Australia could take a big slice of the billion-dollar regtech pie — if, and only if, the government keeps up

regtech in Australia

From the stump-jump plough and the black box flight recorder, to Cochlear implants and Wi-Fi — Australians have a remarkable record in innovation. 

But we are in danger of losing our status if our laws and policy settings do not keep pace with the speed of digital innovation.  

The Australian government has a significant opportunity to do more to bolster its policies, processes and funding models so they can support digital innovations.  

I point to a quote from the new member for Wentworth, Dave Sharma, who captured the fundamental issues we face in this space in his first speech to Parliament on 24 July 2019:  

“In 1967, the largest US companies by market capitalisation — and the main drivers of US prosperity — were General Motors, Standard Oil, Kodak, AT&T and IBM. Fifty years later, the top ranks of the Dow Jones index are dominated by technology companies: Apple, Alphabet, Microsoft, Facebook and Amazon.

“These companies are about data rather than goods, services rather than products, and spaces rather than places. A quick glance at the ASX20 suggests we’re yet to make this transition.

“We have a lot of good companies which employ technology in their operations; we don’t yet have a lot of good technology companies.

“In Australia, we have a highly skilled workforce, we have great research institutions and universities, and we have deep and sophisticated capital markets…it’s about capturing the jobs of the future, in areas such as quantum computing, cyber, artificial intelligence, space, clean energy, defence technology and automation.

“The nature of value creation is changing, and the Australian economy needs to keep up.”

Capturing new value creation models 

There is substantial opportunity in the high export potential of regtech.

Global regtech spending is predicted to exceed $188 billion by 2024, up from $37 billion in 2019 — and Australia already has the potential to be a global player.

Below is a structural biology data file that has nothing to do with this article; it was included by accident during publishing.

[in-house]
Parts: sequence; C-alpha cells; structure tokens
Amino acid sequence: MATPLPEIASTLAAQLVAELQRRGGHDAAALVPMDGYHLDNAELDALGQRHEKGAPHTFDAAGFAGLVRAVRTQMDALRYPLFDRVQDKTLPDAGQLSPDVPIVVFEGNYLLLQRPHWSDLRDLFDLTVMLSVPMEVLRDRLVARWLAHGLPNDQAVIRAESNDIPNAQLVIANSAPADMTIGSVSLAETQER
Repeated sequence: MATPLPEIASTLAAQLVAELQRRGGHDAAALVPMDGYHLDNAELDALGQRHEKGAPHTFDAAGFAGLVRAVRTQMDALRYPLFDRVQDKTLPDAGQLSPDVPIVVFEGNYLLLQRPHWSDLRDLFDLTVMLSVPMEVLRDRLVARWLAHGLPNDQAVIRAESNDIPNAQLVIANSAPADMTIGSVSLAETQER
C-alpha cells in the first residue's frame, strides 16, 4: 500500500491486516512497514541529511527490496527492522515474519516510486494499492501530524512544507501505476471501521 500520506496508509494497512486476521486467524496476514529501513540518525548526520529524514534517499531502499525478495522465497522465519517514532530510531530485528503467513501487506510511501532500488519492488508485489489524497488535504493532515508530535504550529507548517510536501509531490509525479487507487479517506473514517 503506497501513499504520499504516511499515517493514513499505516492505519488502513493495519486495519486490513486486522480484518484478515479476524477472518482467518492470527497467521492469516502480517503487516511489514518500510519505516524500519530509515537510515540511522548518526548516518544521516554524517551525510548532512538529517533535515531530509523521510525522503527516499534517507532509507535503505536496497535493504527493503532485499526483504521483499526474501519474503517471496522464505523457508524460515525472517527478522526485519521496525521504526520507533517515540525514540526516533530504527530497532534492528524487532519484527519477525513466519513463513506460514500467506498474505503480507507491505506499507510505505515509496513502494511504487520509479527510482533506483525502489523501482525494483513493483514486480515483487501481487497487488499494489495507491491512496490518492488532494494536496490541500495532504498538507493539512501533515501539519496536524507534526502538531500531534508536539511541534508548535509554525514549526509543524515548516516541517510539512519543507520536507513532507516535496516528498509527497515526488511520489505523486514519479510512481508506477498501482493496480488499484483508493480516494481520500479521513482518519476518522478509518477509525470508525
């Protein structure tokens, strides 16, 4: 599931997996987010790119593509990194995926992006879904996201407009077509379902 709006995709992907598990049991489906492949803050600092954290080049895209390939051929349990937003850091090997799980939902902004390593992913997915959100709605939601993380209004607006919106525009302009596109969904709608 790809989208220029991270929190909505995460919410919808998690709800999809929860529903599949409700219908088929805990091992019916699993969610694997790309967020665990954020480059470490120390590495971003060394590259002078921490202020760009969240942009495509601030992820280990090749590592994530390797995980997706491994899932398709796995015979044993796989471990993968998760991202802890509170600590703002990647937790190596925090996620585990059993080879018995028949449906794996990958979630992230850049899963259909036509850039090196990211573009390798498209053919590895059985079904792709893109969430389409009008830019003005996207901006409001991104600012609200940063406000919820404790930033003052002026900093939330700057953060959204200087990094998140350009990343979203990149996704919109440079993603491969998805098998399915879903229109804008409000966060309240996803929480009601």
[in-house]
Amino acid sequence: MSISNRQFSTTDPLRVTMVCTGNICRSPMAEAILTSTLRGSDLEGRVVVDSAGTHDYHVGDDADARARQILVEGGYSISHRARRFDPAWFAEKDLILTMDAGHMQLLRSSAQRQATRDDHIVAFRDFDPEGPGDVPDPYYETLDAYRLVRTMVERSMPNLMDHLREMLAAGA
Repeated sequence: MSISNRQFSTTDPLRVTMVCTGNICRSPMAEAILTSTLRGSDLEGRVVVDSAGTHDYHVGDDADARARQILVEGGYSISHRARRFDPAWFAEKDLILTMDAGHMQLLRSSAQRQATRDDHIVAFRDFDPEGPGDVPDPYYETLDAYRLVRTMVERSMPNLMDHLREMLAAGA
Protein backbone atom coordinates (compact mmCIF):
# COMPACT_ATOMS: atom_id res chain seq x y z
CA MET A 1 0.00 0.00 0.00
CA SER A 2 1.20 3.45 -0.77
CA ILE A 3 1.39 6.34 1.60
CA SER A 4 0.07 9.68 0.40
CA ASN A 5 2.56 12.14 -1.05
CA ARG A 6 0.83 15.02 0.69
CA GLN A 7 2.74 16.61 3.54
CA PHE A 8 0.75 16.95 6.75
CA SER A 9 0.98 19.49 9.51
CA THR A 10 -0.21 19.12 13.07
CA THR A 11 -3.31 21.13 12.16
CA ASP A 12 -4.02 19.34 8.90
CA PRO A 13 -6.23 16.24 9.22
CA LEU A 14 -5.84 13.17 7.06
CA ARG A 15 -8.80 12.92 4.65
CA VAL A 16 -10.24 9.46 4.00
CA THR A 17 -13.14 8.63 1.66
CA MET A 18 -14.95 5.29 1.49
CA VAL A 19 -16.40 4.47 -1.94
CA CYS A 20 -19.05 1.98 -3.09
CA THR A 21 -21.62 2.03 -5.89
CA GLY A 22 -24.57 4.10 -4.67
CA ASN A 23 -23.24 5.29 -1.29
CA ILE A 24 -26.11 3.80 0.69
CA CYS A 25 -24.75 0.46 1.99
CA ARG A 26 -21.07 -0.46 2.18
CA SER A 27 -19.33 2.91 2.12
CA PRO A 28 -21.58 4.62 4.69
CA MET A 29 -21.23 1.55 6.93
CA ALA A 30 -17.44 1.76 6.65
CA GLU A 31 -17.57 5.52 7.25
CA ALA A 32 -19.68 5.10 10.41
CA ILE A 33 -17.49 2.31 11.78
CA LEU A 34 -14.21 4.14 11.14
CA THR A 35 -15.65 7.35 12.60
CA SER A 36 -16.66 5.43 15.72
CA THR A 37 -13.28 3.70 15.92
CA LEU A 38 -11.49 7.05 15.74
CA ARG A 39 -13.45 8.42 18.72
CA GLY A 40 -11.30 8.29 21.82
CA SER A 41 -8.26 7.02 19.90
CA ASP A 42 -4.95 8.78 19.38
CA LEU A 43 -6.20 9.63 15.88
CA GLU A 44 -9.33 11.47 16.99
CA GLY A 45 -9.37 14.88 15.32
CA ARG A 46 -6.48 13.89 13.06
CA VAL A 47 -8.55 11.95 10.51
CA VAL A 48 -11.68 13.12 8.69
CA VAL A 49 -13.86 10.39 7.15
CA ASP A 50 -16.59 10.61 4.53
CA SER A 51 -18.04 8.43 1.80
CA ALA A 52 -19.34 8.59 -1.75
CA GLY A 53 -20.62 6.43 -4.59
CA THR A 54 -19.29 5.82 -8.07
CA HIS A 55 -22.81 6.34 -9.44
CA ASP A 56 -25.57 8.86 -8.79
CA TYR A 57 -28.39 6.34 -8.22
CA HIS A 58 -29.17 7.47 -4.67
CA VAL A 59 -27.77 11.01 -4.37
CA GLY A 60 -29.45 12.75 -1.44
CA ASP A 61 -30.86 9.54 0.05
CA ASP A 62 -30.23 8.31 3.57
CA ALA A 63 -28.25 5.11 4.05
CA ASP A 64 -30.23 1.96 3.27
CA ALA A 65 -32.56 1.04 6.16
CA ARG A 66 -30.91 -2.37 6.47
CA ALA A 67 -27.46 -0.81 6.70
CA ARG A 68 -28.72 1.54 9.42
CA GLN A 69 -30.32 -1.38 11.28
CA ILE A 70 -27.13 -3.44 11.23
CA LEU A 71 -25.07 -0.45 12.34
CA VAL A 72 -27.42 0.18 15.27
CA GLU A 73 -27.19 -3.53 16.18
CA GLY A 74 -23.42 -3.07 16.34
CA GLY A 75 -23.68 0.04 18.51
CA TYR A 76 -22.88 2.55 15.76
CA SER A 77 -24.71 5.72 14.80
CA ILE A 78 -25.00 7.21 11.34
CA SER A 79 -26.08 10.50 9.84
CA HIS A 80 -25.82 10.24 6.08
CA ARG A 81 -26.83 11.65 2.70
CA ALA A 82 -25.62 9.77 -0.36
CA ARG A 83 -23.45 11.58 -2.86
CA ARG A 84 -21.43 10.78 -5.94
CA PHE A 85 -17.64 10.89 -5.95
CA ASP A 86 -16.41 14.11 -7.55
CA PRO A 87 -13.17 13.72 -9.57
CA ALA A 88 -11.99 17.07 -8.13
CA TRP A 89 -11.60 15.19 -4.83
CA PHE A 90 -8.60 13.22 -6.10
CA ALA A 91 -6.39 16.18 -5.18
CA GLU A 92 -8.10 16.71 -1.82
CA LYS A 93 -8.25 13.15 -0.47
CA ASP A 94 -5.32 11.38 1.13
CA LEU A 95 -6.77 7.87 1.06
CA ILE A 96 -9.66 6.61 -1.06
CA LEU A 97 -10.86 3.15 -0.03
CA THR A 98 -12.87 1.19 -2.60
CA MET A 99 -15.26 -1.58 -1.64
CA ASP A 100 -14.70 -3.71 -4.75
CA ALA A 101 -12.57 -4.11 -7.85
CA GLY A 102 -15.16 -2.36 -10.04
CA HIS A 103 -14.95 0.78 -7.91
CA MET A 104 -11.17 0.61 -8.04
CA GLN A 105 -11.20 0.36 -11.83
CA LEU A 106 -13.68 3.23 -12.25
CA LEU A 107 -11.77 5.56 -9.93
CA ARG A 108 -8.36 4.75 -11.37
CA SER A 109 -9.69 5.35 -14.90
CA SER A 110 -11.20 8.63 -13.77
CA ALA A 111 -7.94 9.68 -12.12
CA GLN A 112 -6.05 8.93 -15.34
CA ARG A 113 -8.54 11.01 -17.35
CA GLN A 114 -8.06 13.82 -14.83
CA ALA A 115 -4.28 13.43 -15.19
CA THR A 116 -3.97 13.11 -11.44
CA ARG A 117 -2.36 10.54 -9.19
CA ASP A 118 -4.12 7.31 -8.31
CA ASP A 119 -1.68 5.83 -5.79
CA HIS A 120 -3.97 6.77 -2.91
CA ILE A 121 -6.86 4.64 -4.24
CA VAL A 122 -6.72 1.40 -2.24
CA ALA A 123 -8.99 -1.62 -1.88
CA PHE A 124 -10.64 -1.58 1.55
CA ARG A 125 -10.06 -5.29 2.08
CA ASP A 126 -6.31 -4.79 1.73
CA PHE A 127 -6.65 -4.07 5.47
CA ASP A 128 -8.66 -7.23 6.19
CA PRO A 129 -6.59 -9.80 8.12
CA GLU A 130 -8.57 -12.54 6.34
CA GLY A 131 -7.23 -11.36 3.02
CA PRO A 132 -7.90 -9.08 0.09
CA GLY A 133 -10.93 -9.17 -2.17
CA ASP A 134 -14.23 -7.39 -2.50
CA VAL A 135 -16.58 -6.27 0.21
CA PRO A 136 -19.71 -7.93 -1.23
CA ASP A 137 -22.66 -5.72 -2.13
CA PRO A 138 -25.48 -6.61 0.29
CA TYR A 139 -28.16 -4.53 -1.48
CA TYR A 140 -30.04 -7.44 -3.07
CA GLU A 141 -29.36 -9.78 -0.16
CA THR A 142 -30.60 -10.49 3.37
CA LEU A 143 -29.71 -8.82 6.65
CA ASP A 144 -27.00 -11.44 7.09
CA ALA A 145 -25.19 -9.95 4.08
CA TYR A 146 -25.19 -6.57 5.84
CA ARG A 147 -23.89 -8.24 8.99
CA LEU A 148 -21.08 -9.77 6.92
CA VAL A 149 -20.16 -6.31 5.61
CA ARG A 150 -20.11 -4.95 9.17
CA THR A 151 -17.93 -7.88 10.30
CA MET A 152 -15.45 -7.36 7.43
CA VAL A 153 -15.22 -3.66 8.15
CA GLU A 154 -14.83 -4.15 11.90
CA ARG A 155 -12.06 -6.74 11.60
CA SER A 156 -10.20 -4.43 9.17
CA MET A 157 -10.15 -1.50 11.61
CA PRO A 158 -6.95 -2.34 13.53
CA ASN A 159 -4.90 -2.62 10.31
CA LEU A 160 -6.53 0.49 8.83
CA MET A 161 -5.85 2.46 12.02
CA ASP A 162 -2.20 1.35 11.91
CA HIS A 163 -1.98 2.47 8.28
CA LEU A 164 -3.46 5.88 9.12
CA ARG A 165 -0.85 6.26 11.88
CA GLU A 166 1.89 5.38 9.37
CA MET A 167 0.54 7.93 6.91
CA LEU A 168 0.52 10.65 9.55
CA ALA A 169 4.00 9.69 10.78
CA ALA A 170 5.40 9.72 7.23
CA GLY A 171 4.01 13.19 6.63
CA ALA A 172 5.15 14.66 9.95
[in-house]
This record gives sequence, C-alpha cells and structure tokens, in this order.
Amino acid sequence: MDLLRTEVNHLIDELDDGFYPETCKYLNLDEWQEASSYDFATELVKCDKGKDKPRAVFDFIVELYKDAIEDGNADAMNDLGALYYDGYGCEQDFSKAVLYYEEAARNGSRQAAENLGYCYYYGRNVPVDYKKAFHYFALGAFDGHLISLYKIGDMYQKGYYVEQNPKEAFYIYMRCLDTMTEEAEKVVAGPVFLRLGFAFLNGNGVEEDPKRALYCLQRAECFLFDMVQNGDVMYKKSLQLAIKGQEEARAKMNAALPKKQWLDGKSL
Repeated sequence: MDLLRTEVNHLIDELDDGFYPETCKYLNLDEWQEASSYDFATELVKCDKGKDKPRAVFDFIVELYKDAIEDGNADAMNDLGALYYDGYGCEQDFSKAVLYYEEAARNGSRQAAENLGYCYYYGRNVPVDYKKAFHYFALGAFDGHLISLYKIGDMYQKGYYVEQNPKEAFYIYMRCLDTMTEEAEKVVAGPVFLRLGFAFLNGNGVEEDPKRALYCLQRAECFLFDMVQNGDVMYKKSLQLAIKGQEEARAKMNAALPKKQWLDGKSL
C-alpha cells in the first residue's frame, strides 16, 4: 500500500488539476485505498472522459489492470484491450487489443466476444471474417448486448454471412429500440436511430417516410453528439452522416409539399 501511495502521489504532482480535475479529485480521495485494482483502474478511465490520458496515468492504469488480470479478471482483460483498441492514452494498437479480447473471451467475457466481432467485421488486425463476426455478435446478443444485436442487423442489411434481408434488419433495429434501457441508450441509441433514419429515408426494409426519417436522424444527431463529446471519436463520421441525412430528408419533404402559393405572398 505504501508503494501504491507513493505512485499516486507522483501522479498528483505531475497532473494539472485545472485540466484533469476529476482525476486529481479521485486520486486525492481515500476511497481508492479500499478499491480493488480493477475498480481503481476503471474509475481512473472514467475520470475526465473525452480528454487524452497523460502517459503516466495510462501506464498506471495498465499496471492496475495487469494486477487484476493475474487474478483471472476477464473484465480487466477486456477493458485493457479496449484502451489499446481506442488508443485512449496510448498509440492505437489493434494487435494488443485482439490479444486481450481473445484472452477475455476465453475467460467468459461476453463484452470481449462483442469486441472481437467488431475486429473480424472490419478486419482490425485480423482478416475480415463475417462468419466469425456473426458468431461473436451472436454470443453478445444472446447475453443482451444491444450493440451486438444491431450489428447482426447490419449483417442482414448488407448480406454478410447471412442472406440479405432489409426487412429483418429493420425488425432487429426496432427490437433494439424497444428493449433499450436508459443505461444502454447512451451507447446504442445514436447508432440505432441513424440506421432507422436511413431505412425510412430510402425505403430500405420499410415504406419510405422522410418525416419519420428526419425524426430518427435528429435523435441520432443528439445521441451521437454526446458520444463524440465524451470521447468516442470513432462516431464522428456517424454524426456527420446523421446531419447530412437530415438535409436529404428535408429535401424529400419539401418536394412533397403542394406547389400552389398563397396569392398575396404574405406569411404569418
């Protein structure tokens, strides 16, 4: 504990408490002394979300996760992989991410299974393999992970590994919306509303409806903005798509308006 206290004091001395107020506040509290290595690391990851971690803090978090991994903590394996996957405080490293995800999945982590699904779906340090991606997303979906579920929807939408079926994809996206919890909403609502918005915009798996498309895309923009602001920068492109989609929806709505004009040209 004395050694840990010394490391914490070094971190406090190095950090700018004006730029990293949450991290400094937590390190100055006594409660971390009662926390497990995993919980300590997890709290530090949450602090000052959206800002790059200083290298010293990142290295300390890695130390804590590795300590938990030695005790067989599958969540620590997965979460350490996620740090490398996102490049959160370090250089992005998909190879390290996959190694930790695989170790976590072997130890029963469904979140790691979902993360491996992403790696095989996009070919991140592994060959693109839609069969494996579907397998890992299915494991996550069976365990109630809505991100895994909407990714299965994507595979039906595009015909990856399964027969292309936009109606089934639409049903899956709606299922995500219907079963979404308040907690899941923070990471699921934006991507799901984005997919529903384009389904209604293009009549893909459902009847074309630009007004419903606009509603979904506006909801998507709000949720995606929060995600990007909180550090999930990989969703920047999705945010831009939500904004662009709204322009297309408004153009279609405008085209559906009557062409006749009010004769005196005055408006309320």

There are several initiatives that the current government can do to take advantage of these opportunities — such as taking a leading role in creating an ecosystem to facilitate the transfer of technological innovations across all sectors of the Australian economy.

A percentage of fines imposed as a result of the findings of the Hayne royal commission and other government agencies could be allocated to support regtech innovation dedicated to addressing the establishment of a viable and robust ecosystem.

The challenges in becoming a global player in regtech are significant, and they begin with the problems of domestic investment that are preventing Australian innovation from underpinning the global regtech transformation.

The government’s Accelerating Commercialisation program has a role to play and a reform in current funding allocation would be beneficial to regtech as it seeks to become a national growth sector. 

The operating environment for fintech and regtech startups in Australia

The current operating environment for regtech is potential high growth. The shift in dynamics to transparency, trust, economic growth and costs of non-compliance ramped up significantly in 2019.

The operating environment has undergone a significant shift in 2019 as a result of the Hayne royal commission and the increasing interest in regtech from the financial services sector and a range of other industry sectors that seek effective governance of their products.

This interest is not confined to local organisations, as there are growing enquiries from international markets including Europe, the US and Singapore.  

Although opportunities are evident and growing, long sales cycles, institutional inertia and lack of meaningful regulatory support will make it challenging to deliver actual value before the current government facilitates significant changes.

Biggest challenges

1. Acquiring appropriate technical skills for platform development. 

Attracting suitably qualified development personnel is challenging enough for well-established Australian businesses. Attracting key professional employees to a startup is even more so. Finding skilled people who are willing to go on the startup journey takes time and can lead to drawn-out development timeframes and delays in getting a product in the market.

2. Finding early-adopter business leaders.

Research shows that less than 5% of business leaders are early adopters of emerging technology. Long procurement processes and outdated IT functions form a barrier to well-established adoption by large corporates and governments in Australia.

Looking ahead, several policy settings and regulatory initiatives ⁠— such as the management of non-financial risk in a product lifecycle and the imminent design and distribution obligations and product intervention powers ⁠— will be driving regtech in 2020.

However, the adoption of regtech solutions by businesses would be significantly enhanced by regulatory solutions.

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